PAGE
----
“By innovating and modernizing, my hope is that new blood is attracted. Today, young people are stepping
forward, but they will not commit to the full traditional apprenticeship, which takes about three years and four months. This is the time needed to acquire the technique skills, but just as important, to acquire a deep understanding of related cultural and religious connotations,” Lee says.
Nowadays, new talent generally comes from formal art studies programs, and individuals study (Chinese papier-mâché) on their own, but won’t become formal apprentices. “I will help them with any questions they have. Nonetheless, what happens is that even if they acquire the mechanical skills, they suffer in terms of cultural/religious understanding, which shows in their artworks,” he adds.
Where to See Zhiza and Master Lee’s Works
Taiwan is a place that loves the modern cutting-edge, says Lee, but his business and those of many fellow masters continue to thrive. Zhiza works are still in great demand in local society. The three key markets are temple events, funerary and ancestor-worship rites, and offerings by businesses beseeching blessings from the gods for commercial prosperity, such as for new business launches or on key religious dates, are commonly held in public outside a firm’s premises. “In recent decades, orders from businesses have faded, however, because of tightening eco- protection restrictions on publicly burning materials,” says Lee.
Moreover, Lee has been providing fire lions to Baoan Temple for over ten years now, starting after its original fire lion master passed away. “In the beginning they provided much input, but they trust me completely now, so each design is fully my own. Their only stipulation is that its primary color is gold, which represents wealth and prosperity.”
Lee also works annually with Bangka Qingshan Temple (艋舺青山宮) for the Qingshan King Rituals(青山王祭典), which together with the Baoan Temple celebrations are two of Taipei’s “Big Three” annual folk festivals. In addition, he says, the Taipei City Government will soon be putting his work on long- term public display at the Bopiliao Historic Block, a popular heritage-site attraction in Wanhua District. (Read also: The Qingshan King Rituals of Bangka)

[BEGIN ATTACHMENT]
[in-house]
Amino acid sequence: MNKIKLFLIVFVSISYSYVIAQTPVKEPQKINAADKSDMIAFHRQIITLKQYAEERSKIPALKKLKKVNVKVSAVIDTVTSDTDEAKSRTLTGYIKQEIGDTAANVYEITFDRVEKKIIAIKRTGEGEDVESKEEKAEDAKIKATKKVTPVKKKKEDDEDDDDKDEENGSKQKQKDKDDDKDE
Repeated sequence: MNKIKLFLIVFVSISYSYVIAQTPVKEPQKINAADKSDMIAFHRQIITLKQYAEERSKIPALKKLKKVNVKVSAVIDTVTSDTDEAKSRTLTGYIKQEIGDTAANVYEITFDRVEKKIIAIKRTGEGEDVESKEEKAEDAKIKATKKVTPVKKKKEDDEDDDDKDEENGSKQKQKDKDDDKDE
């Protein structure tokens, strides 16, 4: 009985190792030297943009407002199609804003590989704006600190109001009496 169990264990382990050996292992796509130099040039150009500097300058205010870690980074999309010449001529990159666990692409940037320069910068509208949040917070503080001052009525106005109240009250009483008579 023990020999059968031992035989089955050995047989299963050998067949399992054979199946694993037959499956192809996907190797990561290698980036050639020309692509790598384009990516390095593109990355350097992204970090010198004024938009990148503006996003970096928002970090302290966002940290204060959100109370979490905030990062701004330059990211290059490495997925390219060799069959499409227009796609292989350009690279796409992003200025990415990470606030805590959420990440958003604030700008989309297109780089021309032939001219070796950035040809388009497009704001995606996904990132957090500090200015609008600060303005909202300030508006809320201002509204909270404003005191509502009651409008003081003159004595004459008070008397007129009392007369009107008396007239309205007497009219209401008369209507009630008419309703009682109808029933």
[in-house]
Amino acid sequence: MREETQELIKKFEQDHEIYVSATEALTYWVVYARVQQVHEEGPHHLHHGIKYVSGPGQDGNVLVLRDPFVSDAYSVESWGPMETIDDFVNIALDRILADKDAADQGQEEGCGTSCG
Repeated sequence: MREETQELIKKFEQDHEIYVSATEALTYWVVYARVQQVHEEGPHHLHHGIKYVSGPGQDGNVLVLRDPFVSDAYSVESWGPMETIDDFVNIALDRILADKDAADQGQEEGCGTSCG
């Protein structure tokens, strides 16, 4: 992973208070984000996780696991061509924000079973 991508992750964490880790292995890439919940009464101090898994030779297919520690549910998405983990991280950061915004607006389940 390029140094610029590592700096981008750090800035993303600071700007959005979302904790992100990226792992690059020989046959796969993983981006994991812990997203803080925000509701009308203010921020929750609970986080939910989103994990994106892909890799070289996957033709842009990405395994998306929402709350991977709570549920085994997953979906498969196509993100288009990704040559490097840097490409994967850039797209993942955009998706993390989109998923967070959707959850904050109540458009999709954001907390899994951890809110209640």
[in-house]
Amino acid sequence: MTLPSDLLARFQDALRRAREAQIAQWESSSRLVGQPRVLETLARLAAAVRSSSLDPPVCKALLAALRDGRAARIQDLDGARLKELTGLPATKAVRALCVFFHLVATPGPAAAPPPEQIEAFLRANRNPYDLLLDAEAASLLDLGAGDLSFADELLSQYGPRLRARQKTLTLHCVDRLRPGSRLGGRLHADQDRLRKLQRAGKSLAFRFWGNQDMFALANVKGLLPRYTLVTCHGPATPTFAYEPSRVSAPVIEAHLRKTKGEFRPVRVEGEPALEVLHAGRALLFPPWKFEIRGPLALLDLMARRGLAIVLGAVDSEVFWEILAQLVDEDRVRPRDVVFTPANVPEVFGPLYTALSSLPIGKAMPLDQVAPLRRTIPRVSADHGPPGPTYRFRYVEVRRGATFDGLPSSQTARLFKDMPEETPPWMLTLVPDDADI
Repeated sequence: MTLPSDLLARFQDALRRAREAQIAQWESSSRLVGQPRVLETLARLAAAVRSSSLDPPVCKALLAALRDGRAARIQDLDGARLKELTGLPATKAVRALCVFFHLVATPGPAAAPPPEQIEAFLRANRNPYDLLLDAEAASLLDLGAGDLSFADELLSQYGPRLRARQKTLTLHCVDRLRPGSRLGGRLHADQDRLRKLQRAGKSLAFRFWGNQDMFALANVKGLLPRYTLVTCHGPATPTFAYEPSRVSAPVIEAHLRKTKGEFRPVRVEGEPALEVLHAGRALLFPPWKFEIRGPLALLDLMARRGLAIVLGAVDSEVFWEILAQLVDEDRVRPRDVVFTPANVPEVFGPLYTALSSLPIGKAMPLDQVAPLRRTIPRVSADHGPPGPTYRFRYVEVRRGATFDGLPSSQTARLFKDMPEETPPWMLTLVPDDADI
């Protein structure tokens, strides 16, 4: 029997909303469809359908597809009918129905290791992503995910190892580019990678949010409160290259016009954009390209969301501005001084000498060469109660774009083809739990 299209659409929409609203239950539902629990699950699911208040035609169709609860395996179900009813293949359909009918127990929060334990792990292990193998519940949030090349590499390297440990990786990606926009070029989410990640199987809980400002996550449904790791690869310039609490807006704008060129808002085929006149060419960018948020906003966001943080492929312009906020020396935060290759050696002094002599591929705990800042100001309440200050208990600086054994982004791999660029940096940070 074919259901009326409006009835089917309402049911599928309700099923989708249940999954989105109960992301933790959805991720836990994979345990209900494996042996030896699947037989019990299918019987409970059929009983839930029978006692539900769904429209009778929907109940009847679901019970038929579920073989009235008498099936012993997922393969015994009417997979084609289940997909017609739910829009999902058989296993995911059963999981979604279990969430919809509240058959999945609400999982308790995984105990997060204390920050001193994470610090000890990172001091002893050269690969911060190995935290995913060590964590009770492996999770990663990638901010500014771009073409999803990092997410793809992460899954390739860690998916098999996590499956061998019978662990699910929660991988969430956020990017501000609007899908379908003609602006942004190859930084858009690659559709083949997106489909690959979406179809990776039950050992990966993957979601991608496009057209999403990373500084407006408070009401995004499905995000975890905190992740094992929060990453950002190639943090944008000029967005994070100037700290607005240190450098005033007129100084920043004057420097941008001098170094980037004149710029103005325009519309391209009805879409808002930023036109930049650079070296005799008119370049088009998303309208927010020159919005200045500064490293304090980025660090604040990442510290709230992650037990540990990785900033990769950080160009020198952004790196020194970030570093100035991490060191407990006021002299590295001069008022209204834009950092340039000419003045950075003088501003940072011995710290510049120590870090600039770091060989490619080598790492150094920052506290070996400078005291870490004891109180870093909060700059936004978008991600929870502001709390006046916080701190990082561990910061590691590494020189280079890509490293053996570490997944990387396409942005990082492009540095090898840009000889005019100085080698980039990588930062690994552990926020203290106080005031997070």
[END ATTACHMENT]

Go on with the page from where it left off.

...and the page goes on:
A Look at Master Lee’s Papier-Mâché Creative Process
During TAIPEI’s visit, Master Lee uses a fire lion work- in-progress and an almost human-sized effigy of the earth god Tudi Gong (土地公) to demonstrate papier- mâché technique. Fire lions generally involve the most work, and take about 15 days to complete. First, a bamboo framework is created, and in northern Taiwan Makino Bamboo is often used. Rigid bamboo sections are used for such things as straight-line support pillars; more elastic sections are for curving items such as roof ridges and arms. Lee uses steel wire for arms, etc. instead, considering its greater pliability. “It helps me better capture fluidity and posture dynamism,” he explains.
The next stage of shaping involves the forming of newspapers over the framework, glued in place. After this, papier-mâché paste is applied in final forming in places to be left exposed, such as the head, paws, and other body parts for the fire lion. In some instances, intricate works like heads are sculpted separately and then fitted to the framework, which Lee demonstrates for Tudi Gong effigy.
Finally, the many different final touches. Traditional paper-cut art is used for such things as Tudi Gong’s intricate headdress, built in layers. In the past, papier- mâché paste was even used for such elements as deities’ robes, then painted, but the innovative Lee uses materials such as canvas, again to better capture fluidity and a sense of movement. He also freely uses different materials, for example wood, metal, and plastic, both in the shaping and in final exterior adornment, if he finds they produce a better aesthetic effect. (You might also like: In the Name of the Father: Shadow Legends Drama Group Carrying on Taiwan’s Shadow Puppetry Theater Traditions in Taipei)
A Master’s Greatest Difficulty
Lee says that “deities and animals — dragons, lions, horses, etc., which all have auspicious symbolism — are the most difficult to do, because you must exactly capture and convey their inner character (the aforementioned cultural/religious connotations) through the visage, posture, and movement. For the gods, the flowing nobility of the pleated robes and delicacy of such things as hems and cuffs is something only the finest masters can master.” By no coincidence, deities and animals are the two types of artwork he is best known for.
“My goal is to create works of such exquisite detail and beauty that the buyers cannot bear to burn them,” says Lee. This has in fact happened more than once, with temples deciding to enshrine his papier- mâché deities on their altar tables. “However, I shouldn’t hope for too much success this way,” he laughs, “because if people don’t come back every year with new business — I’m out of business!”
Words by: Rick Charette
Photos by: Yi-choon Tang
This article is reproduced under the permission of TAIPEI. Original content can be found at the website of Taipei Travel Net (www.travel.taipei/en).